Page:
The era of COVID-19 has proved itself to be challenging for all of us. After claiming millions of lives and affecting people of all ages in every part of the world. As we are on the mends and moving towards returning to a normally functioning life, it’s essential to keep in mind that things still aren’t over till they’re over.
Just because the number of infections is declining doesn’t mean we’re in the clear. We still need to practice COVID-19 prevention techniques and count on health workers who have played such essential roles up till now.
This article is going to look at COVID-19 prevention and the role that health workers play outside hospitals. By the end of this write-up, you should have a general idea of how healthcare workers are doing their jobs (and more) in the post-pandemic world.
Educating the public
One of the most important factors about the pandemic is knowing how the virus spreads. The lack of awareness and education has contributed to the rise in the number of infections we see rising in most parts of the world. Public health and community workers have worked tirelessly to educate the masses and play their role in reducing the number of infections.
You may be wondering the difference between community health vs public health workers; it’s relatively simple; a community health worker is a sub-discipline of public health. They do pretty much the same thing but on a local level compared to a national level.
The crucial factor about both of them is the essential role in raising awareness and educating the public.
Testing and diagnostics
You may have noticed several little kiosks popping up in various cities around the country. They play a part in mobile COVID-19 testing and help avoid traffic inside hospital buildings. Health workers who tend to the kiosks conduct tests as quickly as possible so people can drop their samples and be on their way.
Other than kiosks, drive-through testing facilities are also on the rise. Health workers quickly take nasal swabs, bag the sample, and individuals can get their results online.
Not only is this a great way to save time and avoid crowded spaces, but it encourages more people to get tested as well. The easier it is, the more likely people will engage in testing for the virus voluntarily.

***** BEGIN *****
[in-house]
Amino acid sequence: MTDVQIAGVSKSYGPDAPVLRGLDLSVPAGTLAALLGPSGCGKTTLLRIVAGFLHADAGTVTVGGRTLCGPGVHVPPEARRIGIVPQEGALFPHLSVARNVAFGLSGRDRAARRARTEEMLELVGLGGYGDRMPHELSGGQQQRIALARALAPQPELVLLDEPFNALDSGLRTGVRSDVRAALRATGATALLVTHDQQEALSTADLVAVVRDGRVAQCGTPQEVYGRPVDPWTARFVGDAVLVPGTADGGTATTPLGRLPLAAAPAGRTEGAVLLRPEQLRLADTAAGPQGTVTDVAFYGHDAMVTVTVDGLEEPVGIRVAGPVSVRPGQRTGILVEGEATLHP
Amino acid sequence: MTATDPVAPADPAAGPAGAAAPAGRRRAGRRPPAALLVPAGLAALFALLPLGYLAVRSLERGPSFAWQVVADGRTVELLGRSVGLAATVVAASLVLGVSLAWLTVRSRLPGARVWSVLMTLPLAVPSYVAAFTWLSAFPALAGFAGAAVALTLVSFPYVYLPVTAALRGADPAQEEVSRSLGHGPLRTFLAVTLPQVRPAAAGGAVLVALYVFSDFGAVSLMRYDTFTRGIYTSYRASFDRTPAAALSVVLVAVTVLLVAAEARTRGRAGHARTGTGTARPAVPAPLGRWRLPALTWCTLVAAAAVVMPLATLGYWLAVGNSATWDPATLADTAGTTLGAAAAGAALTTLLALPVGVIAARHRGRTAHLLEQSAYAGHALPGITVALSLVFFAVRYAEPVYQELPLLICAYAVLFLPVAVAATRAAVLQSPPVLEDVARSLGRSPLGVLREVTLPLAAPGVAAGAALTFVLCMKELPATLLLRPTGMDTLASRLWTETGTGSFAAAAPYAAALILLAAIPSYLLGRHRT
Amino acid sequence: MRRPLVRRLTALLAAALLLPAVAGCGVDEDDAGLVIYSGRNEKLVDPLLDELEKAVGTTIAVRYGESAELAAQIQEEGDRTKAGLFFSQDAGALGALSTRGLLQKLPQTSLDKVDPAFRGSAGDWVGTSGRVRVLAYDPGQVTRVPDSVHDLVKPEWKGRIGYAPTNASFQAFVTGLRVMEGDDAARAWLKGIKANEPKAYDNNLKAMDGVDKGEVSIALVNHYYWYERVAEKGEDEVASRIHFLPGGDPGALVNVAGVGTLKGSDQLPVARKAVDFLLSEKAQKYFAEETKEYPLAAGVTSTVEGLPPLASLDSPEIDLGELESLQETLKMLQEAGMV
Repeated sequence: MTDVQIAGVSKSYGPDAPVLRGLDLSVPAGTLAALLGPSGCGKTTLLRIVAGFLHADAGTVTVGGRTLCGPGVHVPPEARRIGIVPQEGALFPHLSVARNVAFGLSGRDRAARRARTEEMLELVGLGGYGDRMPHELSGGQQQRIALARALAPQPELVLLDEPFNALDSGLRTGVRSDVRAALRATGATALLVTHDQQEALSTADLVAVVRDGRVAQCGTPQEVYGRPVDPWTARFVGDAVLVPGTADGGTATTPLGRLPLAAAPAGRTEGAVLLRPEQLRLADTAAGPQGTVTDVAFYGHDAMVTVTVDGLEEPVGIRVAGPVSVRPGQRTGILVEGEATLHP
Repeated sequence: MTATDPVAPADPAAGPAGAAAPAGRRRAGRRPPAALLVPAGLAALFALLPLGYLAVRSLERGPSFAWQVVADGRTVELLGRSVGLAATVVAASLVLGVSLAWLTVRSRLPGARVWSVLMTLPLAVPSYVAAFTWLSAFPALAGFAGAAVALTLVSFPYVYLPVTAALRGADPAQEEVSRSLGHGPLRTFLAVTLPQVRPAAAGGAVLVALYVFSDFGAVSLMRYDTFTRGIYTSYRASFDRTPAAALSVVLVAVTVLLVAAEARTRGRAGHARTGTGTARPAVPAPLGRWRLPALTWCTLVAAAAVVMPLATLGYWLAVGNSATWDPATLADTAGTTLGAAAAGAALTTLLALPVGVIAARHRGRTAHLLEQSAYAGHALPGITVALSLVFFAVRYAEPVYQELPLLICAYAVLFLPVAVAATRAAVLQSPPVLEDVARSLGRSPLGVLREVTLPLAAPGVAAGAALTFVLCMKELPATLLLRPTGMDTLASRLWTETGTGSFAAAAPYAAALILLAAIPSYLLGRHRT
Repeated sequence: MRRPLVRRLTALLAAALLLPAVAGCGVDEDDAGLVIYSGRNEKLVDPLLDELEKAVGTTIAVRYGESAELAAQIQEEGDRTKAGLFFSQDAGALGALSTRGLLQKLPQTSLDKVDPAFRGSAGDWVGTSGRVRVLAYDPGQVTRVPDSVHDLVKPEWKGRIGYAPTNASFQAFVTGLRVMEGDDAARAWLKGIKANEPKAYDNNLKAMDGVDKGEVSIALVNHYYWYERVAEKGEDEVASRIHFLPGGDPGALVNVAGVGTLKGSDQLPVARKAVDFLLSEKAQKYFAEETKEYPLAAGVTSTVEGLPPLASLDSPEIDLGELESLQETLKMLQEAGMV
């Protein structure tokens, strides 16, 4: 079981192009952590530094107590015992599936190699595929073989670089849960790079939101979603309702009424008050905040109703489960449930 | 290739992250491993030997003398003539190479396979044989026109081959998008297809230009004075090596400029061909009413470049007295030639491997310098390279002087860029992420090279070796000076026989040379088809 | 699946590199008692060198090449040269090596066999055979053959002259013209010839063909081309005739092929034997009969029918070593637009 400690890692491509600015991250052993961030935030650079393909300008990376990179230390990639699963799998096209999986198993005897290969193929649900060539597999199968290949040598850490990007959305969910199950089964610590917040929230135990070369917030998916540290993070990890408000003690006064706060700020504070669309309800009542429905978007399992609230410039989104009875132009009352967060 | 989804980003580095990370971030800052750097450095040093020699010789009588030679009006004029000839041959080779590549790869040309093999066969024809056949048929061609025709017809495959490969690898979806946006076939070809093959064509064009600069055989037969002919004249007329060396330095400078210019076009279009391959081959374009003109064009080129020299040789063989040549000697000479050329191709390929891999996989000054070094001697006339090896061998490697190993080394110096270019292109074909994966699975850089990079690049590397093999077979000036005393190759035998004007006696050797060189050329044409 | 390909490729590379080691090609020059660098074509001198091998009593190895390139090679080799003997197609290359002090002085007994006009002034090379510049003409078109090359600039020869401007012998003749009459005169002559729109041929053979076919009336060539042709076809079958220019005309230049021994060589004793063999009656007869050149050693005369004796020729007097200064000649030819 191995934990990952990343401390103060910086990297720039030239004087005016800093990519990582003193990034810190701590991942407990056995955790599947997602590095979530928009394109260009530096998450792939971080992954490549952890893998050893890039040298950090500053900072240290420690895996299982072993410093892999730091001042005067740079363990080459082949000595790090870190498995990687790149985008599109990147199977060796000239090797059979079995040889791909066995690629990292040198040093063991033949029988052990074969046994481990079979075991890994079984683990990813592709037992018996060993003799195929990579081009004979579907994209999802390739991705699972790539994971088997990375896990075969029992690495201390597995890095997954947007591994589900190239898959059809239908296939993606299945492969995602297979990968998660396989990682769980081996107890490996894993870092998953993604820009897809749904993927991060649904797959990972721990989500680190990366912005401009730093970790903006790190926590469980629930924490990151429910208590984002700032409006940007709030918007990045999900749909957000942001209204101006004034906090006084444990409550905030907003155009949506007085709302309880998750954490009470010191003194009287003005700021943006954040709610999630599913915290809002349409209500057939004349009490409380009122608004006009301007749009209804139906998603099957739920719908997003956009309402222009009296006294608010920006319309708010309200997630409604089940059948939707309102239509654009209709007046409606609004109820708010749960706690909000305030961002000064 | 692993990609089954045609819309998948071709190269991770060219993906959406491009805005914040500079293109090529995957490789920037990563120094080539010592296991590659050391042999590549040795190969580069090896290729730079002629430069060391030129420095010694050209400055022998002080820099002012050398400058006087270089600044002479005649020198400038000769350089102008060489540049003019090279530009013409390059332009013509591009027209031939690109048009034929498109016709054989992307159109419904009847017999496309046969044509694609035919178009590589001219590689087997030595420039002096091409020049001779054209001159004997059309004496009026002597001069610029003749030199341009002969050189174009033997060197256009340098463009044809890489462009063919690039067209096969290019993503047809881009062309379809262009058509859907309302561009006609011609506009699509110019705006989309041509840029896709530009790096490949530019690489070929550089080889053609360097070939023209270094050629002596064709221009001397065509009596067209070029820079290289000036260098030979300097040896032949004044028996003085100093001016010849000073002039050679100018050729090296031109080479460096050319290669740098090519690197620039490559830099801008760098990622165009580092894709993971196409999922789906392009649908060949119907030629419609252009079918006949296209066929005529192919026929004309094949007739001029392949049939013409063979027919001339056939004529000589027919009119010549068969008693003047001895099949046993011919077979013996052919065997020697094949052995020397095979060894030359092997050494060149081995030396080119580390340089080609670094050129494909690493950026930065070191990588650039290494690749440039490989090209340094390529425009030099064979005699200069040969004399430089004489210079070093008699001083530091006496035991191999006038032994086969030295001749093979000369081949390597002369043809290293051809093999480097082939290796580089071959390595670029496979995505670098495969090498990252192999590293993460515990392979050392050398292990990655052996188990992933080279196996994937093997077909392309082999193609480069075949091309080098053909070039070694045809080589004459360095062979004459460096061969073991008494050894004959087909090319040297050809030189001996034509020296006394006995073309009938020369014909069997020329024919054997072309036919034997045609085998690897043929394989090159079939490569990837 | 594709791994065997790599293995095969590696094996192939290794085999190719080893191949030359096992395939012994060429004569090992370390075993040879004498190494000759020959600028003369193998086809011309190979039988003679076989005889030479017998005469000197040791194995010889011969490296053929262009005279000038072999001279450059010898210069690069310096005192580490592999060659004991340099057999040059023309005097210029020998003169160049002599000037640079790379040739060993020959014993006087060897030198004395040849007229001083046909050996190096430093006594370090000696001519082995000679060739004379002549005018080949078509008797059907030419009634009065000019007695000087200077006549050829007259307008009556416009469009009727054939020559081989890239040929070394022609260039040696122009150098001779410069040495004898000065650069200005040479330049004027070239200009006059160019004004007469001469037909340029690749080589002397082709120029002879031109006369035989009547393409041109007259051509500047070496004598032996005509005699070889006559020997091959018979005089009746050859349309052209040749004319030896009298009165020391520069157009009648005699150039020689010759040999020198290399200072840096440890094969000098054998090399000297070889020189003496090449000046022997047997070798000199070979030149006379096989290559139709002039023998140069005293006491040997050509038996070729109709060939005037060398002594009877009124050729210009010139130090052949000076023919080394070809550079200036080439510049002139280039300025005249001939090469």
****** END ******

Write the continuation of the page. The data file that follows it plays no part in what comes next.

The amount of research that went into finding details about COVID-19 and its molecular structure is staggering. Health workers initially worked tirelessly to find out how they could avoid this specific strain of virus when the pandemic first struck.
After discovering everything they needed to avoid the virus, they moved on to looking for a vaccine. It took several months for health practitioners, researchers, and other professionals to finally come out with a series of vaccines administered on a large scale.
Treatment and therapy have helped people recover from the virus, but the implications of creating and administering the vaccine are significant steps in the right direction. Without the non-medical contributions of health workers, a vaccine wouldn’t be possible.
Volunteering for charity
It’s not uncommon to find health workers tending to sick and injured individuals in homeless shelters and other charitable facilities. The pandemic has created a sense of empathy in just about everyone, and health workers are using this time to help treat people in different settings. In non-hospital settings, health workers do a lot for the community. Whether it’s treating out-patient COVID-19 victims or giving charity where the need arises, the role they play in society is profound, and we can never fully thank them for their part.
Without the charitable services which health workers provided during COVID-19., the number of deaths would have increased. Underprivileged and poverty-stricken individuals are less likely to seek medical treatment than the average person, hence why it’s so crucial that aid reaches them first.
Raising awareness about social issues
The pandemic was a nightmare for people who were stuck at home and facing domestic violence. Without the help of the enforcement and medical health sector, we wouldn’t have known what atrocities were going on in some people’s homes. Health workers raised awareness about the number of assault cases that they saw during the pandemic. They also brought to light how prevalent mental health and substance abuse issues have been since the COVID-19 lockdowns.
Health workers are exposed to a vast range of people during their day. They see different cases, and when patterns begin to form, they need to let the authorities known.
As we mentioned earlier, this is where a community health worker comes in. they raise awareness when they see that certain areas show recurrent patterns and themes of social issues.
After patients have spent time in the hospital, a lot of them need home-based care. Such is the case with geriatric patients who survived COVID-19 but still need medical attention to ensure that all their health matters are cared for. Health workers frequently visit patients after they’re discharged to ensure that everything is alright. Administering injections, providing oxygen, and checking vitals are typical roles that health workers fulfill when visiting recently released COVID-19 patients.
The person-centered role that health workers play with the senior population is what may have saved thousands of lives. The virus is known to attack the elderly worse, and recovery generally takes longer than adolescents and middle-aged individuals.
There we have come of the most common roles that health workers play outside hospital settings during COVID-19. From tending to the senior population after being discharged to their part in research, we are forever indebted to the health workers in our society.
We are forever grateful to the healthcare sector and men and women who dedicated their lives to helping others.